US President Donald Trump pledged stronger support for Nigeria’s fight against Boko Haram jihadists Monday, while demanding greater trade access to Africa’s largest economy.
After a meeting with Nigerian President Muhammadu Buhari, the first leader from sub-Saharan Africa invited by Trump to the White House, Trump said he was prepared to sell helicopters to the oil-rich country in addition to light fighter aircraft already agreed.
“These new aircraft will improve Nigeria’s ability to target terrorists and protect civilians,” Trump said during a joint press conference in the White House’s Rose Garden.
Asked when the first deliveries of equipment — including a dozen A-29 Super Tucano light fighter aircraft and unspecified helicopters — would take palce, Trump replied: “Very soon.”
“We’re getting them approved. Part of the problem is you weren’t allowed to buy helicopters in our country and now you are; I worked that out,” he added.
“We make the best military equipment in the world. And our friends can now buy that equipment.”
Buhari, visiting the United States on a mission to drum up more counterterrorism support and US business investment, thanked Trump for Washington’s support to help rebuild the country’s northeast, which has been under assault for nine years from Boko Haram.
“The United States of America has been to date the biggest contributor to the humanitarian response,” said Buhari.
And Buhari diplomatically brushed off the controversy over Trump’s alleged branding of Nigeria and other African nations as “shithole countries” in a January rant over immigration.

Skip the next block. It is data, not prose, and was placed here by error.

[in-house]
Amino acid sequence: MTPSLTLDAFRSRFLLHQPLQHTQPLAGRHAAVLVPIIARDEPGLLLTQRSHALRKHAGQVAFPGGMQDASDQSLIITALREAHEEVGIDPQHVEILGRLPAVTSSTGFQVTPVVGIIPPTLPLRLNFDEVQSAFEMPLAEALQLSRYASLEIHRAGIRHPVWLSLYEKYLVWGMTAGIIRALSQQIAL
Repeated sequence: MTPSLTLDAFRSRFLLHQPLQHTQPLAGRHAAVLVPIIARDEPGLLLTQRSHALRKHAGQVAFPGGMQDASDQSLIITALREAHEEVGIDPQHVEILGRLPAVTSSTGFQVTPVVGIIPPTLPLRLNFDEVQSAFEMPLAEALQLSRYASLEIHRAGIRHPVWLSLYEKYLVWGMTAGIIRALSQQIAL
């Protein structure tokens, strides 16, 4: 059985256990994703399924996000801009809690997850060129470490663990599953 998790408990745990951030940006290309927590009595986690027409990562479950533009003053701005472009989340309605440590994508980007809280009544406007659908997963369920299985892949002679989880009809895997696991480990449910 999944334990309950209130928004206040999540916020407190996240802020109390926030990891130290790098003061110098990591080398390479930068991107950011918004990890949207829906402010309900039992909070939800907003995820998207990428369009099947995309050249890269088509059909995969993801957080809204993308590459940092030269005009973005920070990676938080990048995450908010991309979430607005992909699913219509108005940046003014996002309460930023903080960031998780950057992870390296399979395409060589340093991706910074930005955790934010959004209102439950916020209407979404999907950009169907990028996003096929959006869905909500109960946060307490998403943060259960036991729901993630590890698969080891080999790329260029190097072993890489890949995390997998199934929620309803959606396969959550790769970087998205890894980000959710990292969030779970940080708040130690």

“I’m very careful with what the press says, other than about myself,” Buhari told reporters.
“I’m not sure about the validity or whether that allegation against the president was true or not. So the best thing for me is to keep quiet.”
Trump: need access for US exports
Trump told Buhari that in return for America’s support, US exporters are “owed” more access to Nigerian markets.
“We look forward to growing our trade relationship based on the principal of fairness and reciprocity,” Trump said.
“But we give Nigeria well over $1 billion in aid every year, and we have already started talking with the president about taking down the trade barriers — very substantial barriers to the United States trading with Nigeria. So we think that we are owed that.”
Trump also appeared to tie US support for Nigeria and other African countries to their backing for the joint US-Canada-Mexico bid to host the football World Cup in 2026.
The North American group faces one rival bid from Morocco, with the decision by world football’s governing body FIFA to come on June 13.
“I hope all African countries and countries throughout the world, that we also will be supporting you, and that they will likewise support us in our bid along with Canada and Mexico for the 2026 World Cup,” Trump said.
“We will be watching very closely, and any help they can give us in that bid we would appreciate,” he said.
During the press conference, Trump also raised the issue of the killings of Christians, in an apparent reference to the April 24 attack on a central Nigerian church where 18 people, including two priests, were murdered.
“We are deeply concerned by religious violence in Nigeria, including the burning of churches and the killing and persecution of Christians,” he said.
“We encourage Nigeria and the federal, state and local leaders to do everything in their power to immediately secure the affected communities and to protect innocent civilians of all faiths, including Muslims and including Christians.”